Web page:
On top of this, the Shodai Godzilla, Heisei Godzilla, and Godzilla Junior are all too similar to each other to not be Godzillasauruses. It's possible, and perhaps even likely, that Shodai is a different species of the Godzillasaurus genus, however.
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Re: The Heisei Timeline Explained

Postby Kaeyas » Sat May 13, 2017 8:40 pm

Cybermat47 wrote:
MechaGoji Bro7503 wrote:
Destorogoji wrote:I think the same thing.
The original Godzilla is a completely different animal, having different appearance, different behaviour, and even different motivations.

Yeah, G54 is a very different species. Perhaps Godzillasaurus is some sort of sub species?


In Godzilla VS Mechagodzilla II, we are told that Godzilla Junior is a herbivore, but then, in Godzilla VS Destoroyah, we are told that Junior has been hunting Whales. I highly doubt that any amount of mutation that Junior underwent could result in such a drastic change in diet. It's much more likely that Godzillasauruses, and by extension, Godzillas, are omnivorous. This is further evidenced by Godzilla Junior eating a hamburger, meat and all, in GVMGII.

In addition, there's no confirmation about Shodai Godzilla's diet, only the diet of the beast in the legends of Odo Island. While Professor Yamane named Shodai Godzilla after the legendary beast, there was little to suggest that the two were one and the same - in fact, given that Shodai Godzilla was awoken by hydrogen bomb tests, we can conclude that the legend was not about Shodai Godzilla.

On top of this, the Shodai Godzilla, Heisei Godzilla, and Godzilla Junior are all too similar to each other to not be Godzillasauruses. It's possible, and perhaps even likely, that Shodai is a different species of the Godzillasaurus genus, however.


That's kind of what I meant kind of like how they recently discovered a plant eating theropod that they say was very closely related to raptors.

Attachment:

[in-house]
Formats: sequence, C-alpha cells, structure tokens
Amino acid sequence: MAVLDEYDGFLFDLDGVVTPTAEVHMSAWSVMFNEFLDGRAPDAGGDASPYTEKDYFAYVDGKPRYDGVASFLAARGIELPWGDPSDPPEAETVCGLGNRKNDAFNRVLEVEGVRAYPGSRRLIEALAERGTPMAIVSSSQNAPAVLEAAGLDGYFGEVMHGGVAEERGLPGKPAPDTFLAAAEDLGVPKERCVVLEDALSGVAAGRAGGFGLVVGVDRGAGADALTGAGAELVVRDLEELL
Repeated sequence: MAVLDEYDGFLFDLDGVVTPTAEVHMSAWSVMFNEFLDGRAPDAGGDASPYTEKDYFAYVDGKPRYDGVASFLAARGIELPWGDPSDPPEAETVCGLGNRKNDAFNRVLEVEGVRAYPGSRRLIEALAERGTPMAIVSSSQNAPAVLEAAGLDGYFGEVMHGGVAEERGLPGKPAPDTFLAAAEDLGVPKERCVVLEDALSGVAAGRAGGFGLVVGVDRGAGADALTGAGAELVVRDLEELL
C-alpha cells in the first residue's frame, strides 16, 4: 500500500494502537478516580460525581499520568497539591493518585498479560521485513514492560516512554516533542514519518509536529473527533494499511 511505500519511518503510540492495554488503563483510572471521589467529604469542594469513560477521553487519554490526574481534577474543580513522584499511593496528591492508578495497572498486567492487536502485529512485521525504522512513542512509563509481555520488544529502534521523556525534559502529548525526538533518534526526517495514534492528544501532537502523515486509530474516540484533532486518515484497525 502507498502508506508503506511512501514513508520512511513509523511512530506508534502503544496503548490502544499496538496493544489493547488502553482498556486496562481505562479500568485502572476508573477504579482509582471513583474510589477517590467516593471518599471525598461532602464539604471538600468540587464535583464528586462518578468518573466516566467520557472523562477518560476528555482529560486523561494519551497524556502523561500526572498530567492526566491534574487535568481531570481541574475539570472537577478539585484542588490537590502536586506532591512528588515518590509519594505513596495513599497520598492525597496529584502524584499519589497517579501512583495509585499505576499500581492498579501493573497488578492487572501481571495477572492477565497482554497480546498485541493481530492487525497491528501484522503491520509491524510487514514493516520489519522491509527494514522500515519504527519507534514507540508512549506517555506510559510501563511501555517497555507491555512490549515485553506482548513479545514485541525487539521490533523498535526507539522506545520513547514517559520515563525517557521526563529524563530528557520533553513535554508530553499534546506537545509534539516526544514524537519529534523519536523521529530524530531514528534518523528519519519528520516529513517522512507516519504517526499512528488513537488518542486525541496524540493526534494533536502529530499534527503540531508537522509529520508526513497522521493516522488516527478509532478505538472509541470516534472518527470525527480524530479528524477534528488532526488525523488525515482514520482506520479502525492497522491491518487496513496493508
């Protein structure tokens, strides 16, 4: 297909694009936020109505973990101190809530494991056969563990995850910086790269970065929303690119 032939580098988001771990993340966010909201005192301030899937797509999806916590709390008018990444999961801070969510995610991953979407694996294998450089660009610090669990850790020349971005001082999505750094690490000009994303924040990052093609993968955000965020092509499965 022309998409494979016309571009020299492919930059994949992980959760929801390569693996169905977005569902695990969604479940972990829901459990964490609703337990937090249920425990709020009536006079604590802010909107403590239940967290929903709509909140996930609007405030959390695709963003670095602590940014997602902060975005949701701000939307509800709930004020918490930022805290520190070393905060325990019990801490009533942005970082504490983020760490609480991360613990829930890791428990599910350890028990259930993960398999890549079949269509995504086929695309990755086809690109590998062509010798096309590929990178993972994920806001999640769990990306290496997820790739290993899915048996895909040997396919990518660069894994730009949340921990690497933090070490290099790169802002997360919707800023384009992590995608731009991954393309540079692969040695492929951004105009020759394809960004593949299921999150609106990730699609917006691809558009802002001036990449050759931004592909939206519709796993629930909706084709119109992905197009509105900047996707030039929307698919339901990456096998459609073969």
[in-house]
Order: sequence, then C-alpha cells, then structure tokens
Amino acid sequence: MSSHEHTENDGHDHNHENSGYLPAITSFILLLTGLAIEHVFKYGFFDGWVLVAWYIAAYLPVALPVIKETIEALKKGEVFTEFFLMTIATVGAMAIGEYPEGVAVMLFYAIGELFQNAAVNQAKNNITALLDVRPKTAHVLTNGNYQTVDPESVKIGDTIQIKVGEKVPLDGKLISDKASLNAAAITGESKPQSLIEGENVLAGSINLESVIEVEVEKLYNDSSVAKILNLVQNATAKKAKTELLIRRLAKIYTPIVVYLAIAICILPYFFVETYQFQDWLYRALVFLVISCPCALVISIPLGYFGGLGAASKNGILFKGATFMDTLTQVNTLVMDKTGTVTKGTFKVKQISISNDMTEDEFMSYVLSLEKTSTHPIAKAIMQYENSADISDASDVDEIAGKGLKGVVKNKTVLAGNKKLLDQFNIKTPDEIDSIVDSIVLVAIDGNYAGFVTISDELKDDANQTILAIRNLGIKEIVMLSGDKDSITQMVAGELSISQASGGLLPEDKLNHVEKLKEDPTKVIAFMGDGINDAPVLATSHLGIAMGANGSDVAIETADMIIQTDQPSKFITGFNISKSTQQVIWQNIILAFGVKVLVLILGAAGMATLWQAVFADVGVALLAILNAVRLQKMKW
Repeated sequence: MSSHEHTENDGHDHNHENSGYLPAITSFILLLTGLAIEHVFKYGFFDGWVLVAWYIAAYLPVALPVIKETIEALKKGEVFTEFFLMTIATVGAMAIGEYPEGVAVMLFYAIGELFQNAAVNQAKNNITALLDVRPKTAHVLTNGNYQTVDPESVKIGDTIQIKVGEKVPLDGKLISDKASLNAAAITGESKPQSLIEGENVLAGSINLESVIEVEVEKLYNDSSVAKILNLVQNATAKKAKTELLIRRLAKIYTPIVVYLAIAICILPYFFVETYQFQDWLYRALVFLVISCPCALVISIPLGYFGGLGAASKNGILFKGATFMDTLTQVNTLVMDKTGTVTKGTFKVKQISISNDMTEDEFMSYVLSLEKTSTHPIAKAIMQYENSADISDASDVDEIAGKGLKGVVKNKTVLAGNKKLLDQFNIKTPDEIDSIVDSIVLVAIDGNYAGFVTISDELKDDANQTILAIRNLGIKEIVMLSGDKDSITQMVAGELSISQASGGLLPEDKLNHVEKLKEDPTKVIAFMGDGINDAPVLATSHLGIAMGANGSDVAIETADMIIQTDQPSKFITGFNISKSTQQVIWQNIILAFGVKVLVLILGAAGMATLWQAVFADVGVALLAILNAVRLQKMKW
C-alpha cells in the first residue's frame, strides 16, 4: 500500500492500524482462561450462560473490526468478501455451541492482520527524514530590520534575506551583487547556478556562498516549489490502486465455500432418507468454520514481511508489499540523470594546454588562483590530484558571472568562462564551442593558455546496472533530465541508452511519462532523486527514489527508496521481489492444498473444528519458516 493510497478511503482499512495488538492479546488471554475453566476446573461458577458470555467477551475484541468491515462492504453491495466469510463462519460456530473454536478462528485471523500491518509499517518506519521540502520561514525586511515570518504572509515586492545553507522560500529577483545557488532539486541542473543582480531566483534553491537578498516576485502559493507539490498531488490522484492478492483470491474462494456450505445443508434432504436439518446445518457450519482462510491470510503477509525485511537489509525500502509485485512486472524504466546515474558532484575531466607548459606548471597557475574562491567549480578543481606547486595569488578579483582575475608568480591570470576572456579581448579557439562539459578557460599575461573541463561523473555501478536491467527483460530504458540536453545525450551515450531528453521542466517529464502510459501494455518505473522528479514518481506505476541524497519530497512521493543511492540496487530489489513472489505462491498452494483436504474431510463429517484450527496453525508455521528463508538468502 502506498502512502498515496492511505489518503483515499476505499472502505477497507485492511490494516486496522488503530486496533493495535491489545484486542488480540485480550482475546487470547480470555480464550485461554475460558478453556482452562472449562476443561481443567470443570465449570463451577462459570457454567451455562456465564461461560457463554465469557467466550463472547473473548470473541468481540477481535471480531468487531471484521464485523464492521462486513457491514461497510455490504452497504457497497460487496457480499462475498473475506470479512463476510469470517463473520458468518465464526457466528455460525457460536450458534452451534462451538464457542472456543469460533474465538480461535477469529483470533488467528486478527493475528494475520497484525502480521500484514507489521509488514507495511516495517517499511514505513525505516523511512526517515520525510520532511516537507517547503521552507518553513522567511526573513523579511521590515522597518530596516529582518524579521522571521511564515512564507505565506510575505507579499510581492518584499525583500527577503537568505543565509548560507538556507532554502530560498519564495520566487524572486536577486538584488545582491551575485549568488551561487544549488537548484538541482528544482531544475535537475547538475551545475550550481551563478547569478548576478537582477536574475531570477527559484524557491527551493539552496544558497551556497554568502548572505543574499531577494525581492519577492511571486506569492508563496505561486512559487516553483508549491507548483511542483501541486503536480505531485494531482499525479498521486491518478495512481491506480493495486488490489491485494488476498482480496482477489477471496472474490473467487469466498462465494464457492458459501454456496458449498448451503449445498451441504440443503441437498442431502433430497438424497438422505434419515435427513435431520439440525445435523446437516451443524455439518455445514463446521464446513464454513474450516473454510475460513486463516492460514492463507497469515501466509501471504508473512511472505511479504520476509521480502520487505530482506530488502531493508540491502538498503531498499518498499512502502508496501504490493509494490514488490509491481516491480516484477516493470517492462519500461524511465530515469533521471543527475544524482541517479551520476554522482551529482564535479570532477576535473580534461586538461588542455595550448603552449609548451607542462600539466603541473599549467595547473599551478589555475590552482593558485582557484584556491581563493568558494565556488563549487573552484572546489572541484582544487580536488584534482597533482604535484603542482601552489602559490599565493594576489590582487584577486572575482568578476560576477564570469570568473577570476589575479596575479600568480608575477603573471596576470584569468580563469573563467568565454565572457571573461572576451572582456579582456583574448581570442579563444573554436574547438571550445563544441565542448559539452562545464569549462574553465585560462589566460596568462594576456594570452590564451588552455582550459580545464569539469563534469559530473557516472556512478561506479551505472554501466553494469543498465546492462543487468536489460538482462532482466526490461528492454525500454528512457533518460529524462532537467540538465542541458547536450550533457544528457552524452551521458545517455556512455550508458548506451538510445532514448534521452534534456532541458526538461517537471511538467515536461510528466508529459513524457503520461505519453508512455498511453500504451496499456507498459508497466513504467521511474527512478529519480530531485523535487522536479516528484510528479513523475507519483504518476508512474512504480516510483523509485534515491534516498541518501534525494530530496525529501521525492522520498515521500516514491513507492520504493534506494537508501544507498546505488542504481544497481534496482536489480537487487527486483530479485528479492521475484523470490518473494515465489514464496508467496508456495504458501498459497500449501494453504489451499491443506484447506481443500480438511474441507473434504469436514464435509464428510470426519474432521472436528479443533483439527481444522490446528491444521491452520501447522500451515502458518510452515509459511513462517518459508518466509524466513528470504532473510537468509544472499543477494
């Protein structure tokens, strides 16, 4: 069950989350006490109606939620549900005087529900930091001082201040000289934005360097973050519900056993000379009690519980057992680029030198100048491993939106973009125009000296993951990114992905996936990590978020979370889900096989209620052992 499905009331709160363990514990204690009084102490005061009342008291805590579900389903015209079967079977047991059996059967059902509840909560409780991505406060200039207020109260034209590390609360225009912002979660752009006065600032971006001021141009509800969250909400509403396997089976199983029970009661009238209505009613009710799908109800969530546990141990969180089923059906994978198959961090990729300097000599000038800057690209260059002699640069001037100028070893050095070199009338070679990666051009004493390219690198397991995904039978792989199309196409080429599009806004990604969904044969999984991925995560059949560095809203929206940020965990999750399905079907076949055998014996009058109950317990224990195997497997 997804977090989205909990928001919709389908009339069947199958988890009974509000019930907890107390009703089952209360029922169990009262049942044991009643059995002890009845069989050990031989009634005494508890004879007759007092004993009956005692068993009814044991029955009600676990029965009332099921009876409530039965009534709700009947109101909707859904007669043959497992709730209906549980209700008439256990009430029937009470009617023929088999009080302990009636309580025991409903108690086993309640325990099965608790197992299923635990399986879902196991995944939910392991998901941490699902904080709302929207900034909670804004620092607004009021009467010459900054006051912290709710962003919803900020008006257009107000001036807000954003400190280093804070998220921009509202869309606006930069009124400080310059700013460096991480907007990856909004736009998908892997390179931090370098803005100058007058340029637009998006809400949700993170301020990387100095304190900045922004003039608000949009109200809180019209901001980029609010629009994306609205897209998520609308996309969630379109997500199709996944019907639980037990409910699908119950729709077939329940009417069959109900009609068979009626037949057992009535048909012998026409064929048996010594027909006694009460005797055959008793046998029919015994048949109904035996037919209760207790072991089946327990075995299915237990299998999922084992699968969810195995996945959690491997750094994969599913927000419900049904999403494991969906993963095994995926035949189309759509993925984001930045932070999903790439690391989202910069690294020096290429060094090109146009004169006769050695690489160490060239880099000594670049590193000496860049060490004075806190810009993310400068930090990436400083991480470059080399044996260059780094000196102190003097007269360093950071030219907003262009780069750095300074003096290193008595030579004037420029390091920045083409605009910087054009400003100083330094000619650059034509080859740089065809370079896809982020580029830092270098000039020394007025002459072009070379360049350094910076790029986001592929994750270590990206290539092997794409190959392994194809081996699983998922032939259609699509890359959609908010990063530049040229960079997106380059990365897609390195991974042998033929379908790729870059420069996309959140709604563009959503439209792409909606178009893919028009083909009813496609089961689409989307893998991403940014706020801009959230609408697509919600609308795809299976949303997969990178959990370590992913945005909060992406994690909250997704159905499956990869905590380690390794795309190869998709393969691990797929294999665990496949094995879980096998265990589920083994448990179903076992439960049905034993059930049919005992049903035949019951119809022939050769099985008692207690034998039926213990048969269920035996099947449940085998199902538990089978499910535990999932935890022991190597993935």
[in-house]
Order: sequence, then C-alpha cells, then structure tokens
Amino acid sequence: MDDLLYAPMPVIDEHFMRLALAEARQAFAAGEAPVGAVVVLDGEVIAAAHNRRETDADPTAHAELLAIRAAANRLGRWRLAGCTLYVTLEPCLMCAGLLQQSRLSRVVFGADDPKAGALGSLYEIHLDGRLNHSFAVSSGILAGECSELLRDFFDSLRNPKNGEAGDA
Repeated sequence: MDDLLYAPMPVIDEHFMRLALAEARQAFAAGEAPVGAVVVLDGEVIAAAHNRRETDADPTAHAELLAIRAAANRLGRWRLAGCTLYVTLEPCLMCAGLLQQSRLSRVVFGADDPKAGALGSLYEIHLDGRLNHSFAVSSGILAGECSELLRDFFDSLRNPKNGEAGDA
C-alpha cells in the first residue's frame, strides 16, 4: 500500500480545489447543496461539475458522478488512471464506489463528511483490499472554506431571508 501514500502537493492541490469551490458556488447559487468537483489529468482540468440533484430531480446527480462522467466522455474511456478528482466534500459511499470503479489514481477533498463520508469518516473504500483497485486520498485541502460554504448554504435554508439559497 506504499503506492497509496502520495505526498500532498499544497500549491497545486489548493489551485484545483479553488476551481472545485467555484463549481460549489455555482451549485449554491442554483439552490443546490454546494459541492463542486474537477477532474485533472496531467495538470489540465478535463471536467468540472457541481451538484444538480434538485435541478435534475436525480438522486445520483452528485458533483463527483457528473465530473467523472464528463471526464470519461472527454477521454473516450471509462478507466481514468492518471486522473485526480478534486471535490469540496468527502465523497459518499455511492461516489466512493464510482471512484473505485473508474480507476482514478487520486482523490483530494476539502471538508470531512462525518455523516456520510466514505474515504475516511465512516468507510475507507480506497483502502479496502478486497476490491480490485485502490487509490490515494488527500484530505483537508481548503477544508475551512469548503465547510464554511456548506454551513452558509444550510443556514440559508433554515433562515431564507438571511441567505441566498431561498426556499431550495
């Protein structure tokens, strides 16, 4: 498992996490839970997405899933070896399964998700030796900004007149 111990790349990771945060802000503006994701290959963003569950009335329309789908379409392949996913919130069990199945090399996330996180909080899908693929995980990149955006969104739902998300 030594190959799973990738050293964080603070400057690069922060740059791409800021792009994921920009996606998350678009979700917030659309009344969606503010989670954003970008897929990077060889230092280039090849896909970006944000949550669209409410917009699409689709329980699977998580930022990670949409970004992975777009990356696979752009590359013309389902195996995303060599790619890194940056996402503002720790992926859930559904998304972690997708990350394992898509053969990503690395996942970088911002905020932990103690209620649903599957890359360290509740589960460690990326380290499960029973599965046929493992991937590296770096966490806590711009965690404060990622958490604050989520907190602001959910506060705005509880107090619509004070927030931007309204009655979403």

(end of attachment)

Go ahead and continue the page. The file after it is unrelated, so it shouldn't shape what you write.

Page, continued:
I think G54' and Heisei have enough differences (even if your using G84' as the comparison) to assume they are probably not the same exact species...closely related or of the same genus...Probably. I have often wondered what a Theropod like an Allosaurus or even a Spinosaurus might look like if they'd been mutated in the same manner as G. Be pretty interesting and I'm surprised toho has never used this idea for an opponent of G.
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Re: The Heisei Timeline Explained

Postby eabaker » Mon Jun 19, 2017 12:33 pm

I think the clear intent of the filmmakers was that the two - if they even intended them to be two different creatures at the time GvsK was made - were of the same species. For them to be different species wouldn't add anything meaningful to the narrative.
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Re: The Heisei Timeline Explained

Postby MechaGoji Bro7503 » Mon Jun 19, 2017 12:39 pm

Maybe the Godzillasaurus is a evolved land species of G54's species?
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Re: The Heisei Timeline Explained

Postby Sam » Sat Jul 01, 2017 10:44 am

I think it's very easy to get caught up a bit too much in the Heisei timeline, and the havoc that Godzilla vs King Ghidorah plays with it in particular. Personally, I always felt that Omori wasn't thinking about every possible consequence when he conceived of the story, and it's not really worth worrying about too much.

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Re: The Heisei Timeline Explained

Postby eabaker » Sat Jul 01, 2017 11:46 am

Sam wrote:I think it's very easy to get caught up a bit too much in the Heisei timeline, and the havoc that Godzilla vs King Ghidorah plays with it in particular. Personally, I always felt that Omori wasn't thinking about every possible consequence when he conceived of the story, and it's not really worth worrying about too much.


Yeah, as much as the Heisei series may include more continuity-consciousness than the Showa flicks, it's not like these movies were pre-planned to interlink seamlessly.
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Re: The Heisei Timeline Explained

Postby Dawsbfiremind » Sat Jul 01, 2017 5:26 pm

I read through all this, watched the films a couple of times, and finally drew it all down. Here ya go, the Heisei timeline explained!

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Re: The Heisei Timeline Explained

Postby LegendZilla » Wed Oct 17, 2018 4:40 pm

I have a question. While we fans in the west are perpetually baffled as to how the Heisei series is so fetishized in Japan, is it possible that the Japanese fan community feel the same way about the majority of us gushing over the Showa? I also ask if doing the latter makes us any different?
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Re: The Heisei Timeline Explained

Postby MechaGoji Bro7503 » Wed Oct 17, 2018 6:02 pm

LegendZilla wrote:I have a question. While we fans in the west are perpetually baffled as to how the Heisei series is so fetishized in Japan, is it possible that the Japanese fan community feel the same way about the majority of us gushing over the Showa? I also ask if doing the latter makes us any different?

What does this have to do with the topic?